What we see is that in the first survey, they are really motivated; with the second survey, their car usage drops, but six months later, with the third survey, the car usage increases again. This shows that their intentions [to buy a cargo bike] are not really backed by their actions, as we see a very little percentage buying cargo bikes at the end. But it is interesting to see that if they have a cargo bike in their possession, or if they get to use shared cargo bikes, we might have a low rate of car usage amongst families.
Through our framework, we tried to understand how people accept new technologies – as cargo bikes are perceived in Brussels as such. To influence people towards the use of cargo bikes, it was of the utmost importance for us to make use of performance expectancy, as in showing people that the cargo bikes are useful for them. You basically show them good examples and if other families with two, or three kids are using the cargo bike daily, they are motivated to use it because they see that it actually works. We saw that there is really a need for families to see that other families are using it.
Leku Laura Ekong
Leku Laura Ekong is a PhD. Researcher in the Mobilise research group at Vrije Universiteit Brussel, led by Prof. Dr Cathy Macharis. She is working on the CAIRgo bike project under the supervision of Prof. Dr Philippe LEBEAU; a European-funded project that aims to improve the air quality in Brussels by encouraging families and professionals to cycle.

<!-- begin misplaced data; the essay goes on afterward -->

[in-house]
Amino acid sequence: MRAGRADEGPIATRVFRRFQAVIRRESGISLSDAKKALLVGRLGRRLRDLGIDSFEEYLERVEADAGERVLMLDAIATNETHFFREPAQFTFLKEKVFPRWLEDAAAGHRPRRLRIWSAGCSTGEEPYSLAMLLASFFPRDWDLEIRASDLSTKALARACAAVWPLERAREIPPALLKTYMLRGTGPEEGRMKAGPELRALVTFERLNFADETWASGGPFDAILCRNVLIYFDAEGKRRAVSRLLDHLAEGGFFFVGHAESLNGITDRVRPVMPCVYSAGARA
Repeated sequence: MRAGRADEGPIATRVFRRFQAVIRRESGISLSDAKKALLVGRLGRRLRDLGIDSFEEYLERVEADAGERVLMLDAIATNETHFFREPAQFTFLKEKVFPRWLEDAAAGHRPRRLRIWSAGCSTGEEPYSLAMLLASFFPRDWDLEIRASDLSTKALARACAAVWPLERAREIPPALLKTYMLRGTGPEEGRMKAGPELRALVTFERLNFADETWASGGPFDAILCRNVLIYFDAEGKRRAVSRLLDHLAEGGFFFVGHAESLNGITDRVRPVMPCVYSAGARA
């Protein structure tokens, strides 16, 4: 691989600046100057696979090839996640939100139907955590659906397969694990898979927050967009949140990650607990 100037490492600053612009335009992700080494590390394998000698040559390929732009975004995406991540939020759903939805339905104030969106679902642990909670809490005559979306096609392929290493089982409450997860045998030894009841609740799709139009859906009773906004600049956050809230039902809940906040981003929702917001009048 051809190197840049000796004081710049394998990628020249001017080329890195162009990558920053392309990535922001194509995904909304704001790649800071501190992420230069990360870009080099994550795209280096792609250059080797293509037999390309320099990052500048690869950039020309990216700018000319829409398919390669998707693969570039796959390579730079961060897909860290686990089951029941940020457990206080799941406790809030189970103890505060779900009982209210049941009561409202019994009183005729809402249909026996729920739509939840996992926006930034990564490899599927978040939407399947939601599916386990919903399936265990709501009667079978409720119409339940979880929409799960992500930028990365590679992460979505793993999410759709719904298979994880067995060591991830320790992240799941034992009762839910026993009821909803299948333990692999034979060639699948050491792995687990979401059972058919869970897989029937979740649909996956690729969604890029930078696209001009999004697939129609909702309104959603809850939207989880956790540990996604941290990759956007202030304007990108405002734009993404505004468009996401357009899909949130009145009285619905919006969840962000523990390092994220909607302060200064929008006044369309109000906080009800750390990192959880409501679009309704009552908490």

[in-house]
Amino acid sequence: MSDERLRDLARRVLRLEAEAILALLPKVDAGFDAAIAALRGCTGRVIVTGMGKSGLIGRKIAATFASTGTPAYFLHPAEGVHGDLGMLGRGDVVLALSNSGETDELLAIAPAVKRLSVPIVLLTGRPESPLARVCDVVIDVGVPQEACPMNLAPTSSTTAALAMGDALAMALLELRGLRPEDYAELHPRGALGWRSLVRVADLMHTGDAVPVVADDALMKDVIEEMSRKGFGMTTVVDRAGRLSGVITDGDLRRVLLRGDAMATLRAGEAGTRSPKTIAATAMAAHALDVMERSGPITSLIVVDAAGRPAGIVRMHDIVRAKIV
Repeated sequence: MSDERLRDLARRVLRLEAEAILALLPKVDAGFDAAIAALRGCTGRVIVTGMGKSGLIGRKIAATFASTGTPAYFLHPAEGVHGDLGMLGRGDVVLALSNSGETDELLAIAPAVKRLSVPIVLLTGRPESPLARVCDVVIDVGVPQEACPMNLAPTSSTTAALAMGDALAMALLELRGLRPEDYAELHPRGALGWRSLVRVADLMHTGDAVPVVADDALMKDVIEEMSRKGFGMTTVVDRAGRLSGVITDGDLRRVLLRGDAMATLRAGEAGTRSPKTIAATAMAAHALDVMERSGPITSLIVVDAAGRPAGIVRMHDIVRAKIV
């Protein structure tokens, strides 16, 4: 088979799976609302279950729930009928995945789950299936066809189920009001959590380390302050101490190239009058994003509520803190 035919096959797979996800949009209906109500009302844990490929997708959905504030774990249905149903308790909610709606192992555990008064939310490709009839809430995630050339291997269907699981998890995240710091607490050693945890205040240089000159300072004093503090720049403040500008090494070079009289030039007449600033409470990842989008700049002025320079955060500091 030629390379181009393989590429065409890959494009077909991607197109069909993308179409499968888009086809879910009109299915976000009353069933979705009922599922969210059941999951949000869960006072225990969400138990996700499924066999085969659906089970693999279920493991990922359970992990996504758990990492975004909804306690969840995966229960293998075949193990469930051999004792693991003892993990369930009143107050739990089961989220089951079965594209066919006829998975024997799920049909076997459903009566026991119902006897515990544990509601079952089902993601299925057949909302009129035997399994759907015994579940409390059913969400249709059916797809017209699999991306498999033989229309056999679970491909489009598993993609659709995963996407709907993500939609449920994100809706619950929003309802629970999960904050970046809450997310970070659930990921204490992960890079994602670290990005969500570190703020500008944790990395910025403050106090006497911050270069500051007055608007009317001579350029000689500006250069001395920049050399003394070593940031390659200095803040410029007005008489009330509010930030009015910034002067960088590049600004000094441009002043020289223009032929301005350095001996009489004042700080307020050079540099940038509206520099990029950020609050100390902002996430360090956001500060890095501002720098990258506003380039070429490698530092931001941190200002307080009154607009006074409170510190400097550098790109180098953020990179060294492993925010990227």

POLIS: A 2011 study by Cyclelogistics found that only cities with a strong bike culture heritage like Copenhagen and Amsterdam show a high acceptance of cargo bikes as an alternative to cars. 11 years later, how much has this changed in your opinion? Based on your research, how much potential is there for cargo bikes now in European cities particularly for families?
Leku: Cycling culture is really important in the adoption of cargo bikes, and it changes from city to city, with the ones already having a strong one being more willing to adopt cargo bikes. As I mentioned earlier, cargo bikes are really like a new technology or innovation for some individuals – as in the case of the people living in Brussels.
To create a thriving cycling culture, you have to quite literally start with baby steps – as in starting from childhood, mainstreaming it from an early age.
POLIS: Would you say that for there to be maximum potential for cargo bikes in European cities, a stronger culture should be fostered? What could be some measures to stimulate the creation of a cycling culture in European cities that do not have such a strong one as Brussels?
Leku: European cities that do not have a cycling culture usually do not lack the intention, but they are simply not able to back itwith action, such as actually purchasing a cargo bike. This could change with little nudges, such as subsidies or incentives to purchase a cargo bike, and with the integration of the cycling culture with children in schools.
Thinking about Brussels, there should also be more publicity about cycling: the European Parliament is discussing about subsidising electric cars – but a car on the road, whether electric or not, is still a car, so, while it does help in some instances, such as pollution and noise reduction, it does not solve the issues of traffic, lack of space, or road safety.